Please reload

Recent Posts

Circus Reviews - Harmonia

September 23, 2017

 

I might be an odd duck among visual novel fans, because while I've heard of Key, I haven't played most of their biggest works like Clannad, Rewrite, and Little Busters. The only ones I've played before now were Kanon and Planetarian. From what I've heard about Key's works in general, they're stuffed full of feelings and tragedy and are good at eliciting strong emotions out of people, and from the limited amount of their works I've played, I agree with that assessment. So since I generally enjoy works like that (and since I can't afford Clannad), I picked up the delayed but much anticipated Harmonia.

 

Harmonia follows a robot boy who wakes up alone in an abandoned facility to discover that the world seems to have ended while he slept. After walking for days and exhausting his energy, he collapses near a town and is found by Shiona, an eccentric but kind-hearted girl who lives alone in the church. Since the boy does not remember having any kind of name, Shiona names him Rei. Rei decides to stick around, in the hopes that he can fulfill his purpose by learning emotions and becoming useful to someone, and as the days go by, he starts to have a positive effect on the small town.

 

 

Rei, the narrator, doesn't have any emotions when he first wakes up, although the type of robot he is should have been programmed with them. He has a desire to understand feelings so that he can be useful to others, and this motivates most of his actions in the early part of the visual novel. It's hard to relate to a narrator who doesn't understand emotions well, but the writing does its job; Rei's struggles with emotion are well-articulated. Shiona also defies the stereotype she appears to be at first; she is kind-hearted and religious and sweet, but she also displays real flaws, specifically jealousy of Rei's budding friendship with another town resident. Some of the actions she takes to that effect are kind of scary, to be honest. But they also seem like things a real person might do.

 

There are other characters in town, but the only ones you really interact with are shop owner Madd and mysterious young girl Tipi. Your relationship with the latter, in fact, fuels the aforementioned conflict with Shiona, and adds a relatable element to the story rather than just keeping it about Rei's idealistic desire to help people.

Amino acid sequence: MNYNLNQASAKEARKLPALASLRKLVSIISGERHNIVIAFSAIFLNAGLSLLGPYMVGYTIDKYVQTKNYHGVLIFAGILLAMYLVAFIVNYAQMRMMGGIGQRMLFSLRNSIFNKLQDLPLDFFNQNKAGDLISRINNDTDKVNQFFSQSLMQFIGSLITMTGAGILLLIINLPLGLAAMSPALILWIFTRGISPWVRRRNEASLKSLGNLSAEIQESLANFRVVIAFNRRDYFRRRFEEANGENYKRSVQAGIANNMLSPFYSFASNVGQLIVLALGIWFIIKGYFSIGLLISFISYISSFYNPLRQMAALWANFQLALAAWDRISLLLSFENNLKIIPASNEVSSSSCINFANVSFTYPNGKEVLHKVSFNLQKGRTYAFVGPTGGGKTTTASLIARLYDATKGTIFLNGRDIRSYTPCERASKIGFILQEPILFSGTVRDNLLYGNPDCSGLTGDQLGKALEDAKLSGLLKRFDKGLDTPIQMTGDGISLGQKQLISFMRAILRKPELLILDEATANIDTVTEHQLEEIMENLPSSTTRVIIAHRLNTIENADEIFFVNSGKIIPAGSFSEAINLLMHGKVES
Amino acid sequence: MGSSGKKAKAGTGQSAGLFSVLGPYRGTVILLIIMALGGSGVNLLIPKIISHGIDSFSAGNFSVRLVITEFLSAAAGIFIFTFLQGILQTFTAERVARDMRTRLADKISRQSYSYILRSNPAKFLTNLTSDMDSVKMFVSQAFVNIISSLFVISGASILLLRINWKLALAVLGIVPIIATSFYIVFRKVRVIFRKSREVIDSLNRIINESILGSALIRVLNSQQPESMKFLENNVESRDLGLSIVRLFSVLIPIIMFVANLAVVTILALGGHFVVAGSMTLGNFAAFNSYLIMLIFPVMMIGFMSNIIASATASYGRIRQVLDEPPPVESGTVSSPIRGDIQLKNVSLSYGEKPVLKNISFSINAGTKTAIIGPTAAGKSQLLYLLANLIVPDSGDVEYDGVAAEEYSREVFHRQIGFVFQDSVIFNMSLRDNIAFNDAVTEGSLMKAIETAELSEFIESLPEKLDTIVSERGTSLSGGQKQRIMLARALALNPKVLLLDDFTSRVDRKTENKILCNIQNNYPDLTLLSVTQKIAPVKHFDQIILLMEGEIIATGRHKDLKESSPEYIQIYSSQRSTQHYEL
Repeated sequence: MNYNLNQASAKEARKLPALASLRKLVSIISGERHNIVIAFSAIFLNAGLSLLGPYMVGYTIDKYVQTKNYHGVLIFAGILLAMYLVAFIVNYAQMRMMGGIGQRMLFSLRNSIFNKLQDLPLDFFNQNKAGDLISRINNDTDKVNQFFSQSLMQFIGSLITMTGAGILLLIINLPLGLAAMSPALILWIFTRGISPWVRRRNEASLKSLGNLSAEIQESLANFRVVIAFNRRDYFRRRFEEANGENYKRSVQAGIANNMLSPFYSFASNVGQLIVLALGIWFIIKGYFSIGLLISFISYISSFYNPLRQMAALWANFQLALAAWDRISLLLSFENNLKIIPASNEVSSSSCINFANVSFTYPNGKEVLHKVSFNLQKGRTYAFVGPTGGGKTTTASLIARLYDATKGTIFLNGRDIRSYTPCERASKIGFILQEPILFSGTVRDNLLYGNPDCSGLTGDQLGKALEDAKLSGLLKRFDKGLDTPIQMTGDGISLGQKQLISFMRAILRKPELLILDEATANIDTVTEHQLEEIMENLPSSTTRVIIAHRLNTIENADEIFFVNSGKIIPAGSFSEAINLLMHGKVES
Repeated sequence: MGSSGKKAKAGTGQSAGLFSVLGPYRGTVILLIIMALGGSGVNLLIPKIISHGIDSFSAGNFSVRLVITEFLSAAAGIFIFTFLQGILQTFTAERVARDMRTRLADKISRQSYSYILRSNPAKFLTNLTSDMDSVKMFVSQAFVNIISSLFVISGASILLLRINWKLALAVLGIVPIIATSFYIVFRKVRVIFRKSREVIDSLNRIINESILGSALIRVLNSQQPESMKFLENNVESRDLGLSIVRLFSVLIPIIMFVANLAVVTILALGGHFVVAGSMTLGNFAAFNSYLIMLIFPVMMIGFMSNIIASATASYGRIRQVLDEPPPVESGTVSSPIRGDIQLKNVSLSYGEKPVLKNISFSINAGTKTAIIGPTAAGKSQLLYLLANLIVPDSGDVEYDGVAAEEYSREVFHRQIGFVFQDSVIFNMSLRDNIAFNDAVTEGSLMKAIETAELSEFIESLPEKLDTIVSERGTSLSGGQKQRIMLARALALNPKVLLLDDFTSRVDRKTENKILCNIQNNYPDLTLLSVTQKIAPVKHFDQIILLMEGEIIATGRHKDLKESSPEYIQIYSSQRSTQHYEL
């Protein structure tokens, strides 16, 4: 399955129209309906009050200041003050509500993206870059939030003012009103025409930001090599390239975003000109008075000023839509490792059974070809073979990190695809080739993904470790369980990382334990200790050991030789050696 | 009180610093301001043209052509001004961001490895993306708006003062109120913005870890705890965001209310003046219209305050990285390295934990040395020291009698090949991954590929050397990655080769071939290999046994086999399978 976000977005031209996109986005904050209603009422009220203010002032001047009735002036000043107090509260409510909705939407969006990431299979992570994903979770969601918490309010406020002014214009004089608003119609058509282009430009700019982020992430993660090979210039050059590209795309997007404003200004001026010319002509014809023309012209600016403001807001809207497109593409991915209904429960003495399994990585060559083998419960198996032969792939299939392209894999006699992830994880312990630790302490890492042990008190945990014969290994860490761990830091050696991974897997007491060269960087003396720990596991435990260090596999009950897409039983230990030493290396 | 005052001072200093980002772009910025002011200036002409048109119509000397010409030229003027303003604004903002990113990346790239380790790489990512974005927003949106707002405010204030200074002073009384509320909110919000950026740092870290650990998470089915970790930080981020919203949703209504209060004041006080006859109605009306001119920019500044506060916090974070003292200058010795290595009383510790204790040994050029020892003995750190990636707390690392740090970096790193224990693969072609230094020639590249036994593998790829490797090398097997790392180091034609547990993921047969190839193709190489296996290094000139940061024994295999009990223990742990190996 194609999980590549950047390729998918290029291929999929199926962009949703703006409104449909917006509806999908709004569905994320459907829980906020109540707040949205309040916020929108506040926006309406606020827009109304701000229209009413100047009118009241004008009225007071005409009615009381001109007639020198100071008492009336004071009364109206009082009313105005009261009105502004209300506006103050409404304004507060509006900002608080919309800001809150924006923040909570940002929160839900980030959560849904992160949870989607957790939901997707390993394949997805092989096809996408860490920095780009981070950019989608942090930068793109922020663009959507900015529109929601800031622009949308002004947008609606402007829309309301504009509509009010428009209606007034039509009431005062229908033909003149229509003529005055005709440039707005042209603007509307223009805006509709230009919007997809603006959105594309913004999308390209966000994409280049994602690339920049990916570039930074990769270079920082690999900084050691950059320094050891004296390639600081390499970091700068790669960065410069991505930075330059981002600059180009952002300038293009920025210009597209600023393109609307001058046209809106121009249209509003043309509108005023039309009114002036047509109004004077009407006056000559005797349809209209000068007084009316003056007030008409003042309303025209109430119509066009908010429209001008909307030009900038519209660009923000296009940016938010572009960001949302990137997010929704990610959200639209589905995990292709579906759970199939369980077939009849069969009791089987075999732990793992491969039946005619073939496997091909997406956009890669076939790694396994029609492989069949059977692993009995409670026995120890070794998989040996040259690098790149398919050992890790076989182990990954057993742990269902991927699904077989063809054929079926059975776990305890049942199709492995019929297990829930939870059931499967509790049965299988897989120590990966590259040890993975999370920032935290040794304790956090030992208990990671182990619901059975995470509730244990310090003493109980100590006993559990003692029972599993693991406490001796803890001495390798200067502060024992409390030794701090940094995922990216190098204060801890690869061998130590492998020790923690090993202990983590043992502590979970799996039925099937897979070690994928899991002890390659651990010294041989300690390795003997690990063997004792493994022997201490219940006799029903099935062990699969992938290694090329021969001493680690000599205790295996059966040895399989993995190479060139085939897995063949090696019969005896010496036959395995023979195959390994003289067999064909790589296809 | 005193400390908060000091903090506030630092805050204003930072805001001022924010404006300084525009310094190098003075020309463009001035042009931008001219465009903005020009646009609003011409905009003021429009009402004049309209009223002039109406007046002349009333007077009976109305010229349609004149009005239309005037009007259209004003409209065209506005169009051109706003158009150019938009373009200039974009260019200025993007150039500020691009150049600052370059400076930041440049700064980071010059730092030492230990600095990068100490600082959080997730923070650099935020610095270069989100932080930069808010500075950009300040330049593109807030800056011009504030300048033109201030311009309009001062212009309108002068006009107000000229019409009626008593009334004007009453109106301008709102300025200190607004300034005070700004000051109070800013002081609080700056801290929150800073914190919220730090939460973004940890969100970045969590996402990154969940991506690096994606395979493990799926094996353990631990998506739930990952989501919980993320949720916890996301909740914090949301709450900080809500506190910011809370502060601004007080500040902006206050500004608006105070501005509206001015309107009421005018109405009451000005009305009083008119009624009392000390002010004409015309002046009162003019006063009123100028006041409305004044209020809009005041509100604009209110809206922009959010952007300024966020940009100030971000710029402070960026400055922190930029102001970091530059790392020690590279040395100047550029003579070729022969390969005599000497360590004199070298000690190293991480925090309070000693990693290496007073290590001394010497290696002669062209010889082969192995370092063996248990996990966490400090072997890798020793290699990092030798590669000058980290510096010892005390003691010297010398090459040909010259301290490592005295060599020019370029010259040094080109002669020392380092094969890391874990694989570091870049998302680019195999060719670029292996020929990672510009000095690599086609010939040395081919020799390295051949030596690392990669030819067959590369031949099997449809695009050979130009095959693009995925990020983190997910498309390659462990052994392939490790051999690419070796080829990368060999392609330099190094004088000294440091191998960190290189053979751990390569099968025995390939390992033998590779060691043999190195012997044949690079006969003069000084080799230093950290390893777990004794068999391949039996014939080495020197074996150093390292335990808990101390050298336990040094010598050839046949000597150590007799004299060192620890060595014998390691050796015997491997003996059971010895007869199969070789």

The music and artwork remain on par with the rest of Key's works, excelling at what they do if not doing anything particularly different. The story feels a bit smaller and less epic than some, but is no less poignant, particularly towards the end when the reveals start piling up. If you're a frequent reader of Key's works, or even if you've just heard about them, you'll probably be expecting a terribly sad ending filled with feels. Without wishing to spoil, you will get exactly that, but not necessarily in the way you expect.

 

Of the Key works I'm familiar with, this most seems to parallel Planetarian, especially once you begin gathering more details of the setting. It has a similar post-apocalyptic setting, and it also examines the relationships between humans and robots, though it goes into more detail than Planetarian did. It is a bit shorter, but it isn't bogged down with any sort of filler; everything that needs to be there for the story to work is there.

 

Overall, the only real complaint I have is one that I don't feel is much of a complaint at all: while Harmonia certainly plays to all of Key's strengths, it also doesn't do much different than any of them. But Key has a strong lock on their formula, and if you enjoyed Key's other works, I feel like you'll probably enjoy this one too. It's a beautiful and emotional tale, and packs a punch that is familiar but no less heartwrenching.

 

 

Harmonia is available on Steam.

 

Final verdict: While it continues to play to the company's strengths with little variation, Harmonia remains a heartfelt and emotional story that takes the reader and their tears on a wild ride.

 

Harmonia is developed and published by Key Visual Arts. The opinions expressed in this review are my own. I was not compensated in any way for this review.

Share on Facebook
Share on Twitter
Please reload

Please reload

Search By Tags